By the end of the nineteenth century, occultist ideas had spread into other parts of Europe, such as Germany, Austria-Hungary, Italy. Unlike older forms of esotericism, occultism does not reject "scientific progress or modernity". Lévi had stressed the need to solve the conflict between science and religion, something that he believed could be achieved by turning to what he thought was the ancient wisdom found in magic; the scholar of esotericism Antoine Faivre noted that rather than outright accepting "the triumph of scientism", occultists sought "an alternative solution", trying to integrate "scientific progress or modernity" with "a global vision that will serve to make the vacuousness of materialism more apparent". Hanegraaff remarked that occultism was "essentially an attempt to adapt esotericism" to the "disenchanted world", a post-Enlightenment society in which growing scientific discovery had eradicated the "dimension of irreducible mystery" present. In doing so, he noted, occultism distanced itself from the "traditional esotericism" which accepted the premise of an "enchanted" world.
According to historian of esotericism Nicholas Goodrick-Clarke, occultist groups seek "proofs and demonstrations by recourse to scientific tests or terminology". In his work about Lévi, the German historian Julian Strube has argued that the occultist wish for a "synthesis" of religion and philosophy directly resulted from the context of contemporary socialism and progressive Catholicism. Similar to spiritualism, but in declared opposition to it, the emergence of occultism should thus be seen within the context of radical social reform, concerned with establishing new forms of "scientific religion" while at the same time propagating the revival of an ancient tradition of "true religion". Indeed, the emergence of both modern esotericism and socialism in July Monarchy France have been inherently intertwined. Another feature of occultists is that—unlike earlier esotericists—they openly dis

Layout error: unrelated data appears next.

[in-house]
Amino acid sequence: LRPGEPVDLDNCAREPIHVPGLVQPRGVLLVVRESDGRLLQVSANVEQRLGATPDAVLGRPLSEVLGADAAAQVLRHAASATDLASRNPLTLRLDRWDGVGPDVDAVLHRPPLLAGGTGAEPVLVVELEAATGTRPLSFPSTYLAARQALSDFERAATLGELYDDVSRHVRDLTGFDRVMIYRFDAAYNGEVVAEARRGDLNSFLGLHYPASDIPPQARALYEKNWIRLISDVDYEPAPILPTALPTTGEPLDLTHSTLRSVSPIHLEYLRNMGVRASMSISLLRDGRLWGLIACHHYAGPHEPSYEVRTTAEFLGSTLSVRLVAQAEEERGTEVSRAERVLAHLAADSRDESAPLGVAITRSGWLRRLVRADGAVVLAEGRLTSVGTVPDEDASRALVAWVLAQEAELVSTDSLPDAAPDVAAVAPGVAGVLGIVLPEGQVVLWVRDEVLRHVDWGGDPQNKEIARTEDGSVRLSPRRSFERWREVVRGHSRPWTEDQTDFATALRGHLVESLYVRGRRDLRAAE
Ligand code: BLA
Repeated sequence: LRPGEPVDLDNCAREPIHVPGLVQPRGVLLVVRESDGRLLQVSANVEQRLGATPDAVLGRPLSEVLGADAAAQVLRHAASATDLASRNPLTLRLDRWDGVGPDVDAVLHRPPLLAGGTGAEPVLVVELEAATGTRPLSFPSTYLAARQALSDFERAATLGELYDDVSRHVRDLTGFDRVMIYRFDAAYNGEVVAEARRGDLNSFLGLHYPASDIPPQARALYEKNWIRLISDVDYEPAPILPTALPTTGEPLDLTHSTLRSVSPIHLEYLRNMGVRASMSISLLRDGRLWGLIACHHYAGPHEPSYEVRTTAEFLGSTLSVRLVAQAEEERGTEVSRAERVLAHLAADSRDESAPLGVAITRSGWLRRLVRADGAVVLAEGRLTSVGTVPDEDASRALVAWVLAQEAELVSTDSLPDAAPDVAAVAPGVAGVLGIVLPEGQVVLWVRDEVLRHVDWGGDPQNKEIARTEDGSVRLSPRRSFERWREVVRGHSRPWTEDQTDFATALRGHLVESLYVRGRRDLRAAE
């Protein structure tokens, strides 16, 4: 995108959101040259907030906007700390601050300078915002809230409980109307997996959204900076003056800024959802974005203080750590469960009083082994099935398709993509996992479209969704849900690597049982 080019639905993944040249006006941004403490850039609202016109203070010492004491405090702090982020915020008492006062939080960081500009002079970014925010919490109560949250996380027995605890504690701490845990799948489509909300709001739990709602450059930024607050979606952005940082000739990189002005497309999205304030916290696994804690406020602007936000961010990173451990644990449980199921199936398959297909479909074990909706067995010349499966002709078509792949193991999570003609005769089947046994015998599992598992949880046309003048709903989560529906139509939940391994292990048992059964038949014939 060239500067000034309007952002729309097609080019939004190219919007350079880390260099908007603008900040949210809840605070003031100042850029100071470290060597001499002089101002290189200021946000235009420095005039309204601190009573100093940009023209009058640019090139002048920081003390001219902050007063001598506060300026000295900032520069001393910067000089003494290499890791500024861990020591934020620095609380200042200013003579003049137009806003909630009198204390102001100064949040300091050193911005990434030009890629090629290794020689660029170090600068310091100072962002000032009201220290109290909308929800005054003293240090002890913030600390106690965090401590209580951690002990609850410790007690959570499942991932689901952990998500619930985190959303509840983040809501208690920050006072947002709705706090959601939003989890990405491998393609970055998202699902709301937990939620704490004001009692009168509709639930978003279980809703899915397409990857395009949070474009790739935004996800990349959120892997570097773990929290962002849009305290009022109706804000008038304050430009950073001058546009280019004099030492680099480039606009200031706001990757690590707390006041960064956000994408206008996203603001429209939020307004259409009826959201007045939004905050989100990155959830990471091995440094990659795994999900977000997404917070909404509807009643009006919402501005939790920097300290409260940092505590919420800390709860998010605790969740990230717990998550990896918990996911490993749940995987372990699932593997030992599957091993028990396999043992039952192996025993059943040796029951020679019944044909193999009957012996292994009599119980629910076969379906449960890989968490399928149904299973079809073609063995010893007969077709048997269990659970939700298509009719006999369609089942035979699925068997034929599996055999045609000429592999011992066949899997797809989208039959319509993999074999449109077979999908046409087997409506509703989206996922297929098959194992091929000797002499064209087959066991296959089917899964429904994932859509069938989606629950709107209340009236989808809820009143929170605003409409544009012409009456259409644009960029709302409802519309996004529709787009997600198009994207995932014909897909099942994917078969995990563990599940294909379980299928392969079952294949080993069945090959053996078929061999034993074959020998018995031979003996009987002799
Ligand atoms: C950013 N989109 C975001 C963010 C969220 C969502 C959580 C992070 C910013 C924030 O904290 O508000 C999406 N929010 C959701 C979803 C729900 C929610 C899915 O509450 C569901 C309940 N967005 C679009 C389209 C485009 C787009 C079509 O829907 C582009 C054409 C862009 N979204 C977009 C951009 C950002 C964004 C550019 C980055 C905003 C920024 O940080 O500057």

History of human-powered aircraft
The history of human-powered aircraft started in the early twentieth century. HPAs are aircraft belonging to the class of vehicles known as human-powered vehicles. Early attempts at human-powered flight were unsuccessful because of the difficulty of achieving the high power-to-weight ratio. Prototypes used ornithopter principles which were not only too heavy to meet this requirement but aerodynamically unsatisfactory. Human-powered aircraft have been flown over considerable distances. However, they are still constructed as engineering challenges rather than for any kind of recreational or utilitarian purpose. An early human-powered aircraft was the Gerhardt Cycleplane, developed by W. Frederick Gerhardt at McCook Field in Dayton, Ohio in 1923; the aircraft had seven wings stacked nearly 15 feet high. The pilot pedaled a bicycle gear. In early tests the aircraft was towed into the air by an automobile, released. With Gerhardt as the pilot, the Cycleplane was able to maintain stable, level flight for short durations.
Its only human-powered takeoff was a short hop of 20 feet with the craft rising 2 feet. In 1934, Engelbert Zaschka from Germany completed a large human-powered aircraft, the Zaschka Human-Power Aircraft. On 11 July 1934, the Zaschka-HPA flew about 20 meters on the Berlin Tempelhof Airport. A craft called HV-1 Mufli built by Helmut Hässler and Franz Villinger first flew on 30 August 1935: a distance of 235 metres at Halle an der Saale. 120 flights were made, the longest being 712 metres in 1937. However, it was launched using a tensioned cable and so was not human-powered. In March 1937, a team of Enea Bossi, Vittorio Bonomi, Emilio Casco met a challenge by the Italian government for a flight of one kilometre using their Pedaliante; the aircraft flew short distances under human power, but the distances were not significant enough to win the competition's prize. Furthermore, there has been much dispute whether it took off under the pedal-power of the pilot alone, in particular because there is no record of official observation of it having done so.